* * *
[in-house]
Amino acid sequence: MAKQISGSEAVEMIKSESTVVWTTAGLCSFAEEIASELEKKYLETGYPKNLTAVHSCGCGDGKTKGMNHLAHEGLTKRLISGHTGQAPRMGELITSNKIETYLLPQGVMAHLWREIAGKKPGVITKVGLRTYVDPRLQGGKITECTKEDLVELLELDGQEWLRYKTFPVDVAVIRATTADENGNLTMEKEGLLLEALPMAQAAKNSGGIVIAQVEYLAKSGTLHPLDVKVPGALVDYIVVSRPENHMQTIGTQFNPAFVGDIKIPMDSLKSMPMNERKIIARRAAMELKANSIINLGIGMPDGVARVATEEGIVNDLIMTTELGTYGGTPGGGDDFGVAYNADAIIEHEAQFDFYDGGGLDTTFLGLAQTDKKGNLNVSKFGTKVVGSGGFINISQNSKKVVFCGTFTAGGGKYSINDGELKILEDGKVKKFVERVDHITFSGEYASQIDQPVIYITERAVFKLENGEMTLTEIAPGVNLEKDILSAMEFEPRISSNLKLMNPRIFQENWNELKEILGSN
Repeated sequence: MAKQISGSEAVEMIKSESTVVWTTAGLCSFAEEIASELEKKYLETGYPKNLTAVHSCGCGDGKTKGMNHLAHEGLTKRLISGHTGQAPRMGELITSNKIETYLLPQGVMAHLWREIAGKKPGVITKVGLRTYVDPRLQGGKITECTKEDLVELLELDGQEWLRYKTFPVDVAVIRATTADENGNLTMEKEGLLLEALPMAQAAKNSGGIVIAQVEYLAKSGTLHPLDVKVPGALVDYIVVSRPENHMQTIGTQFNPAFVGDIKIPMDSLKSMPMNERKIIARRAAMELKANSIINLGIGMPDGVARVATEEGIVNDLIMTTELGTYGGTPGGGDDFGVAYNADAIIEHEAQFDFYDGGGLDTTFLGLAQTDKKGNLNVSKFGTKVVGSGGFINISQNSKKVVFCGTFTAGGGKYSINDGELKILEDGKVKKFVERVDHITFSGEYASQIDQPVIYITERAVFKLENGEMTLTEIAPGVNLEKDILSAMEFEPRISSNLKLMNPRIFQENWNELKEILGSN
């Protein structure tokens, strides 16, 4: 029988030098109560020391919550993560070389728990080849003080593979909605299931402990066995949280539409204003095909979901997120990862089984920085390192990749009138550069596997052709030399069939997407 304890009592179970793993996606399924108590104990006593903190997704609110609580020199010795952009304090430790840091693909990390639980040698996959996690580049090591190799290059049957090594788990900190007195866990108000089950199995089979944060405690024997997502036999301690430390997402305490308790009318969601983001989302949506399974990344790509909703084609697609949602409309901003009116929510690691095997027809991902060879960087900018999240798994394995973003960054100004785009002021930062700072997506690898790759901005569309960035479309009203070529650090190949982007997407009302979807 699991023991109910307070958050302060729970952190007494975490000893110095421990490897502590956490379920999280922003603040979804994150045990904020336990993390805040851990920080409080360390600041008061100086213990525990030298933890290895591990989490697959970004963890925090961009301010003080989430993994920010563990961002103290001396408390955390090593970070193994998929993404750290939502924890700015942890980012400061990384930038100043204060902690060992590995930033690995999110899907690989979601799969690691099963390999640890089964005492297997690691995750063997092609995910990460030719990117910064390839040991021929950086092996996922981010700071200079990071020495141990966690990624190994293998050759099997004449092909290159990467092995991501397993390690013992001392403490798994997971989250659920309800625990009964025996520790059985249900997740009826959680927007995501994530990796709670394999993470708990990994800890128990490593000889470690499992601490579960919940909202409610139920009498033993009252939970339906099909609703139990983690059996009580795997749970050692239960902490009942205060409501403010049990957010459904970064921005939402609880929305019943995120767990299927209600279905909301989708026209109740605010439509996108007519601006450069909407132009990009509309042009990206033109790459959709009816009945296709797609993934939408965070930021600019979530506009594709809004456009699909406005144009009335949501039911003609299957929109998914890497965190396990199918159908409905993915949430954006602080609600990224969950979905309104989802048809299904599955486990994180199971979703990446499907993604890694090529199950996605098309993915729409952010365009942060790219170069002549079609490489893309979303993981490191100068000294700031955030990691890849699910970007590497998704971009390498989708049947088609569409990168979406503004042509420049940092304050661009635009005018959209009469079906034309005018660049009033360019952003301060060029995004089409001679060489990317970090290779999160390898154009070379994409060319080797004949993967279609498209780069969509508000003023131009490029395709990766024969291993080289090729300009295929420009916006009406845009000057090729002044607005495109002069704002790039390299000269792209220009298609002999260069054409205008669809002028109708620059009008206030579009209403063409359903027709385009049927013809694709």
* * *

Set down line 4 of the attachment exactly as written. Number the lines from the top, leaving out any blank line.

């Protein structure tokens, strides 16, 4: 029988030098109560020391919550993560070389728990080849003080593979909605299931402990066995949280539409204003095909979901997120990862089984920085390192990749009138550069596997052709030399069939997407 304890009592179970793993996606399924108590104990006593903190997704609110609580020199010795952009304090430790840091693909990390639980040698996959996690580049090591190799290059049957090594788990900190007195866990108000089950199995089979944060405690024997997502036999301690430390997402305490308790009318969601983001989302949506399974990344790509909703084609697609949602409309901003009116929510690691095997027809991902060879960087900018999240798994394995973003960054100004785009002021930062700072997506690898790759901005569309960035479309009203070529650090190949982007997407009302979807 699991023991109910307070958050302060729970952190007494975490000893110095421990490897502590956490379920999280922003603040979804994150045990904020336990993390805040851990920080409080360390600041008061100086213990525990030298933890290895591990989490697959970004963890925090961009301010003080989430993994920010563990961002103290001396408390955390090593970070193994998929993404750290939502924890700015942890980012400061990384930038100043204060902690060992590995930033690995999110899907690989979601799969690691099963390999640890089964005492297997690691995750063997092609995910990460030719990117910064390839040991021929950086092996996922981010700071200079990071020495141990966690990624190994293998050759099997004449092909290159990467092995991501397993390690013992001392403490798994997971989250659920309800625990009964025996520790059985249900997740009826959680927007995501994530990796709670394999993470708990990994800890128990490593000889470690499992601490579960919940909202409610139920009498033993009252939970339906099909609703139990983690059996009580795997749970050692239960902490009942205060409501403010049990957010459904970064921005939402609880929305019943995120767990299927209600279905909301989708026209109740605010439509996108007519601006450069909407132009990009509309042009990206033109790459959709009816009945296709797609993934939408965070930021600019979530506009594709809004456009699909406005144009009335949501039911003609299957929109998914890497965190396990199918159908409905993915949430954006602080609600990224969950979905309104989802048809299904599955486990994180199971979703990446499907993604890694090529199950996605098309993915729409952010365009942060790219170069002549079609490489893309979303993981490191100068000294700031955030990691890849699910970007590497998704971009390498989708049947088609569409990168979406503004042509420049940092304050661009635009005018959209009469079906034309005018660049009033360019952003301060060029995004089409001679060489990317970090290779999160390898154009070379994409060319080797004949993967279609498209780069969509508000003023131009490029395709990766024969291993080289090729300009295929420009916006009406845009000057090729002044607005495109002069704002790039390299000269792209220009298609002999260069054409205008669809002028109708620059009008206030579009209403063409359903027709385009049927013809694709």